Family :: teaching families how to spend a quantity of quality time togetherEvery week you send home material you hope will provoke a meaningful spiritual conversation between parents and kids. And you’re frustrated because most parents don’t do it. Maybe most parents don’t know how. They work, they run the kids to activities, they crash and do it all over again. At Connexus we’ve started something called the Great Family Experiment. Several times a year we teach families how to spend time together by doing something together. You can download three sample Great Family Experiments here for free for your church. Teaching families how to be families can help them become families.

Father Figures :: helping children find another adult male voice saying the same thing their dad would say. So many families are single parent homes. And so many families who have dads ‘present’ actually have dads who are absent. We’ve lost the skill set on how to be a spiritual leader in the home. You can teach a family how to be a family (see above), but another thing you can do is load up your pre-school, elementary and student ministries with male leaders who are willing to invest in the next generation. Don’t get me wrong; women who serve in these ministries are incredible. But they would be the first to tell you they want men serving alongside them.  Still not convinced? Ask any 20 or 30 something adult, male or female, if they wished their dad or another healthy adult male had spent more time with them. They’ll tell you.

Confession :: helping people learn to say sorry in an over-affirmed world. I’ve noticed something in under-30s. They really don’t say sorry easily. I love millennials and love working with them. But as a parent myself, I wonder if we’ve raised an over-affirmed-I-can-do-no-wrong generation. It seems the default alternative to zero self-esteem has become an “I’m never really wrong” approach to life. Confession is so healthy, because it leads to away from despair and pushes people toward change and hope. Hey, if you’re wrong – own it. Take responsibility. The sun will rise tomorrow. It will. I promise.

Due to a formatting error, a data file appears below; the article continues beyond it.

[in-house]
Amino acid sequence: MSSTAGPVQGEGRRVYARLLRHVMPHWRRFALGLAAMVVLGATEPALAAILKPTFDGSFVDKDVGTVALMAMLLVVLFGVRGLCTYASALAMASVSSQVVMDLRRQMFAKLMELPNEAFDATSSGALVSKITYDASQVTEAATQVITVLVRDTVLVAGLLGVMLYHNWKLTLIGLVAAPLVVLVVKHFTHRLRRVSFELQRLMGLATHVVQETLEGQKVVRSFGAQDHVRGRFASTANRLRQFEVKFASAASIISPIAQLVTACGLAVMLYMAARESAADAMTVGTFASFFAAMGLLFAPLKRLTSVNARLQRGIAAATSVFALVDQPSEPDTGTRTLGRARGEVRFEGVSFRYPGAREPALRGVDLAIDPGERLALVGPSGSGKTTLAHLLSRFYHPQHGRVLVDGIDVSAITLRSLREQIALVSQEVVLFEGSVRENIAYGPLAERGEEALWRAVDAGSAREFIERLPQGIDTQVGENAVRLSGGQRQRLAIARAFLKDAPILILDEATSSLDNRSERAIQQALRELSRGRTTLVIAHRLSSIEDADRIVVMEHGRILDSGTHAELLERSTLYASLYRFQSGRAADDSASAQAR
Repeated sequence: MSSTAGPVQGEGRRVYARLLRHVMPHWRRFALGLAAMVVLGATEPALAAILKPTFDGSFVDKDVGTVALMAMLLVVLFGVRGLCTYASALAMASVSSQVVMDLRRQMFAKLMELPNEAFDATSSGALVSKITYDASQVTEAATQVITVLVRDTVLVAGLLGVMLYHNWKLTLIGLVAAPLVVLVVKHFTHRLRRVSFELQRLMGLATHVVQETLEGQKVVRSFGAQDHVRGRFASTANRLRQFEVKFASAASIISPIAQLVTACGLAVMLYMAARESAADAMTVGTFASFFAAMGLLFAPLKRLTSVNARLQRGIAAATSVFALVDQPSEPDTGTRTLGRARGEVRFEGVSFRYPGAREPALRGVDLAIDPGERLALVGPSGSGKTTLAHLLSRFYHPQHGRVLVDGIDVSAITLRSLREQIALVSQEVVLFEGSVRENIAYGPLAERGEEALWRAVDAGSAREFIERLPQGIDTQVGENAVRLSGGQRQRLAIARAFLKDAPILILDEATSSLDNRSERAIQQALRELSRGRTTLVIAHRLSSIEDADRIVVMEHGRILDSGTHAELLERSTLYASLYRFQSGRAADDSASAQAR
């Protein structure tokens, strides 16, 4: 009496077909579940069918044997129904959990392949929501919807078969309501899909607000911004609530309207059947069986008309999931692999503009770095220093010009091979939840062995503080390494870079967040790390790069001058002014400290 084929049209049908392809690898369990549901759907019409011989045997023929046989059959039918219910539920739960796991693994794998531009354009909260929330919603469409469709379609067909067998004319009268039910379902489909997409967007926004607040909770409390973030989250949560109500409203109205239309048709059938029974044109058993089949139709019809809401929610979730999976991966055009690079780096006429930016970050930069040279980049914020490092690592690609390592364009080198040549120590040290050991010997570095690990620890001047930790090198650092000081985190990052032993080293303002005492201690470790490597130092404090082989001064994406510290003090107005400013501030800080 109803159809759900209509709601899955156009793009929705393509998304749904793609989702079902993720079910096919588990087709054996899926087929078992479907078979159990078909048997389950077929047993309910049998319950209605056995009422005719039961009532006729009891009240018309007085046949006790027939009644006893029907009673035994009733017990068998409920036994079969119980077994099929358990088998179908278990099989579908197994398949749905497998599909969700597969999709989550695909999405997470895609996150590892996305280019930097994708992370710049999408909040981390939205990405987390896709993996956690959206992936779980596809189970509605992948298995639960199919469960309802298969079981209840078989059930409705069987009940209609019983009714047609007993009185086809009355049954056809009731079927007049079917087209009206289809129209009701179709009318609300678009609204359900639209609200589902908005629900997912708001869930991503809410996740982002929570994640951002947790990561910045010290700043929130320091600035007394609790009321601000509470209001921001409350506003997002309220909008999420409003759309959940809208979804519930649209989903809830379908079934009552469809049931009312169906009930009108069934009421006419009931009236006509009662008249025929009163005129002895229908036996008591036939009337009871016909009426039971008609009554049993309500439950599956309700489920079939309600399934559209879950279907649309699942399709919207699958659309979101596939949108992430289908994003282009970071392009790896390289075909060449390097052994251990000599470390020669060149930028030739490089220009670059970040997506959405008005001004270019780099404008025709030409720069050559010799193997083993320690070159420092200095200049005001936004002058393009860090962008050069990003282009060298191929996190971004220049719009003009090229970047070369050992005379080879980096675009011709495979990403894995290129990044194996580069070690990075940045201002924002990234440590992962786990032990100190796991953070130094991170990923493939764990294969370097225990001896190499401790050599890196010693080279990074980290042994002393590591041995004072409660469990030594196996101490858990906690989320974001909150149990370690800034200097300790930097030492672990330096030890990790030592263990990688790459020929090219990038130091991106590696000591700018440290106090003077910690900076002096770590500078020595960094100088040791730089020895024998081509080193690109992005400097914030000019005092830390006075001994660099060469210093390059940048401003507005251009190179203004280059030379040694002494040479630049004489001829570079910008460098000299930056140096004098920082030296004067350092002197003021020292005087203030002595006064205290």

Conversation :: teaching people how to disagree without being disagreeable. We don’t talk much anymore. We argue. We take positions. But discussion? Elevating small groups in your church at every age (including adults) teaches people to value dialogue and recover the lost art of conversation. You can disagree without being disagreeable.

Time with God :: helping people feed themselves spiritually.  It’s becoming abundantly clear to me that even many Christians do not know how to have a time with God. In the last 6 months, we have done two 40 day spiritual journeys (Bold and Your Next 40 Days), providing devotions for people on a daily basis. We almost didn’t run the second one because we thought it would be cliche. How wrong we were. We have had thousands of hits on our blog as people access the devotions, and the response to the second journey has been bigger than the first. I’m increasingly writing posts like this to help people figure out how to connect with God.

Maybe one of the keys to the future church will not just be helping people see what to do, but helping them learn how to do it.

What are you helping people do these days? What other skills do you see an opportunity to help people with?

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  • Carey, this is an excellent post but the resources you’ve linked to are incredible! Thank you so much for sharing freely.

  • Hi Carey,
    thanks for the post. As leaders we need to know what to teach. This is a great resource for me to begin to pin point somethings that I can work on teaching those I lead. thanks again

  • Hi Carey,

    Great post! I particularly love the Great Family Experiment stuff, and was wondering if those are the only three topics you focus on with families, or if there are other topics you’ve identified as key to helping “train” families.